Inside the World of Fangirls – Michael Robertson

I came across this article published by the Daily Mail, further exploring the fangirl culture and all its Hysteria. The article discusses the dedication these girls have in supporting their idol, fangirls consider their obsession a job. The article looks at Beatlemania in the sixties comparing it with a further insight into the One Direction fan girls phenomenon that we had watched and talked about last week’s class.

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Twitter Account ‘Common Fan Girl’ – Jessica McNamee

Good morning everyone, I was scrolling through Twitter and came across an account that perfectly captures this week’s class discussion, reading and documentary watched in class. Above I’ve attached a link to the common fan girl Twitter account, the tweets accurately depict the loyalty, obsession and love fan girls have for their idols. The tweets read on this site, represent the ideals and motives of the girls seen in the documentary in class this week. Some of the tweets read:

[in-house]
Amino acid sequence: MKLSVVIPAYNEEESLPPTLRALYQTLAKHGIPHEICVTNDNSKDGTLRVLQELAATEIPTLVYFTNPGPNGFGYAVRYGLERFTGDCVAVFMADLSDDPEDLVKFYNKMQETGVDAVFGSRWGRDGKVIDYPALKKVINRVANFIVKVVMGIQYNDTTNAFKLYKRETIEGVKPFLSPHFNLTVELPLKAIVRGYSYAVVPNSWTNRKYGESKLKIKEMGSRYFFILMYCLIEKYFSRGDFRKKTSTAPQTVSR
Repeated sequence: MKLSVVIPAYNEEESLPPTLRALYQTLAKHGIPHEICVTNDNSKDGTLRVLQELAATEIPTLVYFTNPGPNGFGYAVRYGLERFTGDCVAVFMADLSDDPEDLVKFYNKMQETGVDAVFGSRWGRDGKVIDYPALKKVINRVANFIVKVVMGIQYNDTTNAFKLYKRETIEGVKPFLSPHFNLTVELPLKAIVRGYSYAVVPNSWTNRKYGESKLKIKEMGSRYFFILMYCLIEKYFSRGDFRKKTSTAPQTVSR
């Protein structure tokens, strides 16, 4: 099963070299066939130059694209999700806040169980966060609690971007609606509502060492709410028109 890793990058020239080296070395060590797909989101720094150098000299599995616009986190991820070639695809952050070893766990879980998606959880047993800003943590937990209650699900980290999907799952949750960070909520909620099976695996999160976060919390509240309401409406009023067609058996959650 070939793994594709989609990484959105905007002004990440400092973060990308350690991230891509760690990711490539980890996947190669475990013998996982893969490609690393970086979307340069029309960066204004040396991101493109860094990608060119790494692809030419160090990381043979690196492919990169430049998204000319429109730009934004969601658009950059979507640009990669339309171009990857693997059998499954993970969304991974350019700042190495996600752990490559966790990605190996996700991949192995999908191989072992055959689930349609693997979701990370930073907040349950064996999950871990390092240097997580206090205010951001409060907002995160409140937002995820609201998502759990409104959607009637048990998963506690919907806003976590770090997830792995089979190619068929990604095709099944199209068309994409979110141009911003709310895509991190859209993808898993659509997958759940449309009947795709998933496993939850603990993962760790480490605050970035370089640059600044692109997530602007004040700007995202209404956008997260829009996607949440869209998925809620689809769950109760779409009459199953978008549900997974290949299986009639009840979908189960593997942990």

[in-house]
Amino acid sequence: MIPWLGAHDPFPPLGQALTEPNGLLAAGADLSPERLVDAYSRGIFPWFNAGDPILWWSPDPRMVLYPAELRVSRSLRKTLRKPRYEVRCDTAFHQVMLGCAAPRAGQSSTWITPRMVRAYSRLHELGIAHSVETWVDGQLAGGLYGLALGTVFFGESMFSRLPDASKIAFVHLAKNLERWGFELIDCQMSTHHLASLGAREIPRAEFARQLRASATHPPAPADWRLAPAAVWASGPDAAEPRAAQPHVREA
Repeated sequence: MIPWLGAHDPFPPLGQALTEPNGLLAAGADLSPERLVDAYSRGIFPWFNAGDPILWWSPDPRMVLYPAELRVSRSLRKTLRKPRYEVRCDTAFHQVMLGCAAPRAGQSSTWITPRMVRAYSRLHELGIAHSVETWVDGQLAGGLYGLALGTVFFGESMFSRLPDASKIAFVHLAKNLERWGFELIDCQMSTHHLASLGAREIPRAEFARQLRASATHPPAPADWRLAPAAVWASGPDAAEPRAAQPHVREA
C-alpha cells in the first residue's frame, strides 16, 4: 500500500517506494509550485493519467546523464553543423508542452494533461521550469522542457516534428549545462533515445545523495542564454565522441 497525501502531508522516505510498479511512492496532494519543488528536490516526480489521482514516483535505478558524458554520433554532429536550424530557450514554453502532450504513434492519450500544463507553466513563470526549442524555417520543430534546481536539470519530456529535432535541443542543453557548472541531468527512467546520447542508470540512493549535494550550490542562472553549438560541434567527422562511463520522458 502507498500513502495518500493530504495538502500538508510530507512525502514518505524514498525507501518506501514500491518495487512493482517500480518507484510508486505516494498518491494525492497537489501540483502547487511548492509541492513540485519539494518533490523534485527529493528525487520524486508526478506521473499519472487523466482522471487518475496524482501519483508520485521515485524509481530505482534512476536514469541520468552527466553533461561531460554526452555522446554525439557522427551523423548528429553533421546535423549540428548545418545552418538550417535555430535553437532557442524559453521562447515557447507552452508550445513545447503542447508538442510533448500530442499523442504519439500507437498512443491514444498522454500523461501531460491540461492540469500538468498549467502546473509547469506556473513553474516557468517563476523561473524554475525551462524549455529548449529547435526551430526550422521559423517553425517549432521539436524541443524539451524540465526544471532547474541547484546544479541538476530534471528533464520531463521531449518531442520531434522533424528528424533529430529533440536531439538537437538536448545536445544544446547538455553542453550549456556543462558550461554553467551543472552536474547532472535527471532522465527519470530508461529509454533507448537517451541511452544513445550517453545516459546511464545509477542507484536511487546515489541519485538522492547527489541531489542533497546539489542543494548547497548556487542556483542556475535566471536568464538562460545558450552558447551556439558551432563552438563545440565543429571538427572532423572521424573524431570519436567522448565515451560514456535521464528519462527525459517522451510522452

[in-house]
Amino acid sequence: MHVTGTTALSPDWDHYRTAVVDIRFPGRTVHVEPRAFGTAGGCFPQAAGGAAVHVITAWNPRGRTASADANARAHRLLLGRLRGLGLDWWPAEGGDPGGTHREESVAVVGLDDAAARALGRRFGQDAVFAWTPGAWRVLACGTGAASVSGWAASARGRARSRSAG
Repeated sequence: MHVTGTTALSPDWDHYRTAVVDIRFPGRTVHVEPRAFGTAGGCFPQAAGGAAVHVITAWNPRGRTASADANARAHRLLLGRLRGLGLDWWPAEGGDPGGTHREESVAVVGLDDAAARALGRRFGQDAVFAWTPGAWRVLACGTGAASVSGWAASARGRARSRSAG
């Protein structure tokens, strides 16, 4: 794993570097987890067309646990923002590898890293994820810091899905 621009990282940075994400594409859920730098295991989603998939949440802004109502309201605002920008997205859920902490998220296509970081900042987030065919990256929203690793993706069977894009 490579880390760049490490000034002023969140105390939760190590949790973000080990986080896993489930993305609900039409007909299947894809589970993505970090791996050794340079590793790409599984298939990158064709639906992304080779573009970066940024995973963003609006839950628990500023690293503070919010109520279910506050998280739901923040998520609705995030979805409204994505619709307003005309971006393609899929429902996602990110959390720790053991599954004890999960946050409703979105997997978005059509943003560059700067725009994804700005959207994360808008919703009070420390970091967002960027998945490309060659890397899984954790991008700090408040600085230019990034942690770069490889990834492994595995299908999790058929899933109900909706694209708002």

“My hobbies include:
1. Crying
2. Eating
3. Going on the internet
4. Talking to people about my fandom who don’t care about my fandom.”

“Life goal : Able to communicate with my idol casually or even be friend with them.”

“In case no one told you today harry styles is beautiful.”

“My idol has been there for me when you haven’t. So shut up, I’ll fangirl as much as I want!”

Nancy Baym discusses the relationships formed online in chapter five of her book, and she notes that some people feel free to lie online whereas others may feel free to be more honest, and in this case fans are nothing but honest and open online in attempts to create a closer relationship with their idols via social media. In turn, fans will also lie online in order to attain the attention from their celeb crush. Through online interactions fans are constantly tweeting to their idols and to each other which illustrates the socially revealing and irrrational behavior that comes from tweeting online.